My favourite genre to work with is Fantasy. You can do so much with the sound because it is based in a world that is only limited by imagination. Dragon roars, magic spells and epic battles give a lot of scope to sound design and are a lot of fun to plan and perform when adding Foley to a soundtrack. The video below shows me putting down one take of the sound on a mountain top fight scene.
We used two AKG 414s, one aimed at the feet to pick up footsteps (cornflour for snow) and thumps on the wood, and the other further up to pick up the metallic jingle of chainmail. The belt pulls in the waist to create a cinch point, deadening the upper chest area for a more muted sound and amplifying the waist and thigh mail sounds.
Shoes are incredibly important when doing footsteps, as different sole patterns and thickness produces different sounds. For the bandit in this scene, I chose a running shoe has they have a thick rubber sole and deep grooves, to produce a more crunchy snow sound (as opposed to slippery or wet snow) and a heavier thud when stomping and jumping.
This sequence was used for a creative commons project I am working on at Salford University, putting down all the sound on a 7 minute film clip. We have opted for Sintel, made by the Blender Foundation, which is an epic short film about a girl who finds and befriends a dragon.
I am always willing to help with something that benefits the health and protection of other people. In this experiment at Salford University Acoustics department I was subjected to loud white noise with and without the hearing protection used on board helicopters.
The test was to determine the attenuation of the noise when active noise reduction was applied to the helmet.
The noise reduction system seemed to affect the frequency content of the noise, filtering out a lot of the low end, which would be incredibly useful for avoiding the sound of spinning helicopter blades.
In experimenting with the FB360 VST for one of my favourite DAWs, Cockos Reaper, I was pleasantly surprised how easy it was to pick up and use, even for one who has never done anything in 360 degree audio and only touched on surround sound. The absolutely free download comes with template projects for Pro Tools, Reaper and Nuendo.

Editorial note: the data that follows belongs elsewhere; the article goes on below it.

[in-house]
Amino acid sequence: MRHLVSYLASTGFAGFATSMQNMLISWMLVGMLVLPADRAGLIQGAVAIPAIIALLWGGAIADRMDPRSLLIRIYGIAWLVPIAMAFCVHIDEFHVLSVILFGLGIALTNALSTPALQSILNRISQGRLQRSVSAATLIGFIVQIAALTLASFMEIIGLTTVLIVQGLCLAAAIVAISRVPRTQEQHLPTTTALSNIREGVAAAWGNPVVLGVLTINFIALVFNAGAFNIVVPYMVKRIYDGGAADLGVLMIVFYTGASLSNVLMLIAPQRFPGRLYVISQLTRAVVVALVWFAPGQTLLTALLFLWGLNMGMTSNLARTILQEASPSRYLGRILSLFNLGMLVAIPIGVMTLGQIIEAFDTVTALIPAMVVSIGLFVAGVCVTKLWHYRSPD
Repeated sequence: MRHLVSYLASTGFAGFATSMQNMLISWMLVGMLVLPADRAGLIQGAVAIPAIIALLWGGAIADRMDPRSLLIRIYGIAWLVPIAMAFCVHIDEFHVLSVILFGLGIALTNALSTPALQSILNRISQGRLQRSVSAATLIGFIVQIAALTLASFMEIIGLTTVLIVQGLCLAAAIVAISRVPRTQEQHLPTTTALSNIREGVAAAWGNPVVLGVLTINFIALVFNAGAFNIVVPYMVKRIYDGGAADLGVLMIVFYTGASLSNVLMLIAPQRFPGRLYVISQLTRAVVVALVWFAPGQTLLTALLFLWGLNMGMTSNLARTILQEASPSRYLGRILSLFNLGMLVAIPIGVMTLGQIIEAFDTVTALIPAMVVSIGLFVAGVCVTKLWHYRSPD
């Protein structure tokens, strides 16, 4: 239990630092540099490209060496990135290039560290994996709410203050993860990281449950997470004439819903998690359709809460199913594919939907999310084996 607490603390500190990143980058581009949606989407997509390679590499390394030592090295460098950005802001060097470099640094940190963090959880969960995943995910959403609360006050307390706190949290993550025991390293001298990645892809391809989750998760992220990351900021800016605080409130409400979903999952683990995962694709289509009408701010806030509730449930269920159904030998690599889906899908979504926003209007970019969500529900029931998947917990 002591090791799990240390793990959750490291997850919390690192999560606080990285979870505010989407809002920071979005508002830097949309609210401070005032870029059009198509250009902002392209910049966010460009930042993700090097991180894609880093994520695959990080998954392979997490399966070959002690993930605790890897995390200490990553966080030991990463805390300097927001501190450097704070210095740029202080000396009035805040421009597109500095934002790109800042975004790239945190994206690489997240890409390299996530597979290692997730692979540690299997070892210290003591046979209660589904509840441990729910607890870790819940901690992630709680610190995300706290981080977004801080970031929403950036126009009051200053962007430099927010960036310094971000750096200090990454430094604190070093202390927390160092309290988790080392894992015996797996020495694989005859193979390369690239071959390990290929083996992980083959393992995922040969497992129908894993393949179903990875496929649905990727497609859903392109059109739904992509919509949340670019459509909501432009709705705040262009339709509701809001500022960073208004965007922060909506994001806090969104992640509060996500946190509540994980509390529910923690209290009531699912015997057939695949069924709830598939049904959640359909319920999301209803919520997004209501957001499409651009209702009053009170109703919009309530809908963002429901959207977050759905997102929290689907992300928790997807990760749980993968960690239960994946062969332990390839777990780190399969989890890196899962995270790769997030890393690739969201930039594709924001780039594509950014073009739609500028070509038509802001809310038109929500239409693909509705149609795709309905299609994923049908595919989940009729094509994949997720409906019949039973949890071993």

The template starts with a track listing and a helpful note on each telling the user what kind of information to put on each track. If it is unclear in the below image, the orange tracks are used for objects to be panned and the green is for head-locked objects, which do not change position based on the way the head is facing.
The panning is done with an incredibly useful VST called the FB360 Spatialiser. A 360 video can be loaded into the Audio 360 Video Player, also free, and set to slave mode. Simple as that, the video appears in the VST window.
The sound can then simply be dragged to the appropriate place using the blue circle (pictured above with the number 1). The distance slider, on the left, is another incredibly useful too for positioning sounds. 360 Audio is something I am looking forward to working with a lot more in the coming months. The post production of our version of Sintel is underway, and I hope to get out a mix containing height elements using some of these techniques.
Note: I discovered this useful tool for acquiring 360 videos to practise audio with: Wondershare Video Converter. Really simple to use, just download the program, copy the URL of the YouTube video you like and it produces a demo copy for you to practise on. It can be trialled for free or purchased for $60.